I haven't done a deep dive into UChicago's curriculum yet, is it not as heavy programming based as other MFEs? One of the reasons I wanted to get a degree was to improve my programming abilities
 
Also was admitted with 70% scholarship. Honestly shocked, will 99% be attending.



I haven't done a deep dive into UChicago's curriculum yet, is it not as heavy programming based as other MFEs? One of the reasons I wanted to get a degree was to improve my programming abilities
How have you not done a deep dive on curriculum if you applied there! I’d say Chicago does a pretty good job with the computing side of things — Computing Courses | Financial Mathematics | The University of Chicago . The advanced C++ course looks great along with the one in deep learning.

Also, congratulations!!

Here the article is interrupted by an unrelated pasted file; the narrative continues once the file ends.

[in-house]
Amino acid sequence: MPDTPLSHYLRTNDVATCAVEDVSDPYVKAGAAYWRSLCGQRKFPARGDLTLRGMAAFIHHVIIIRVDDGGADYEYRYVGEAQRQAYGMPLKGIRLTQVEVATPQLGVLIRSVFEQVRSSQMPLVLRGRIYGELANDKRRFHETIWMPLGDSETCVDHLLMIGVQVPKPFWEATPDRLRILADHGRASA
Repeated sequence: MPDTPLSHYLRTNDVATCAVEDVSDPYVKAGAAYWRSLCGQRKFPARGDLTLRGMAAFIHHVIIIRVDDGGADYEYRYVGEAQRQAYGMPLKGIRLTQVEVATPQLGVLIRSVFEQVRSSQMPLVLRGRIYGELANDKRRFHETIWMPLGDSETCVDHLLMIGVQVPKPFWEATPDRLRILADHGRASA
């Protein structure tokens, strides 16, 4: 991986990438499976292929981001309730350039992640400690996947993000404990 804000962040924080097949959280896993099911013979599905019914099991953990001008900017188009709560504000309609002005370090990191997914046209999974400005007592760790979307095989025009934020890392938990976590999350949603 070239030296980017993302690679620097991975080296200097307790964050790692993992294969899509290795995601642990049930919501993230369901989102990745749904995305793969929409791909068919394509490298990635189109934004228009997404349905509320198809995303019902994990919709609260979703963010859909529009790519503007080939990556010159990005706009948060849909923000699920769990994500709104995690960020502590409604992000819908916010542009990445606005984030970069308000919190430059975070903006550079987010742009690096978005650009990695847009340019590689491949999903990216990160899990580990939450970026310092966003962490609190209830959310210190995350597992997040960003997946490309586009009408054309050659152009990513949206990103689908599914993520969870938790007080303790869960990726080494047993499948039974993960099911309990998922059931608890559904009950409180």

I guess my stance on programming courses in MFEs is that they're meant to give you some exposure, but are definitely not enough to be writing productionized code. So, unless you're going to a place that isn't fully automated, or where researchers pass of the implementation details to full time developers after writing hacky code themselves, you're not going to really be self sufficient without doing a lot of extra training yourself (I still think fin math / MFEs are useful, I just want to be clear on this because I feel like it's a very common misconception a lot of students going into MFEs seem to have). One to two semesters of programming classes is *NOT* going to make you a good or even decent developer in comparison to CS undergrads with similar math experience or PhDs with years of CS courses in addition to their finance expertise, it will just allow you to function in a limited capacity. At my firm, we have hired graduates from Columbias MFE for example. Their career outcomes are quantitative trading roles ( a step below quantitative research at my firm) in which capacity they perform primarily python analyses that inform trading activity + might be used by the researchers as support points for a model they're designing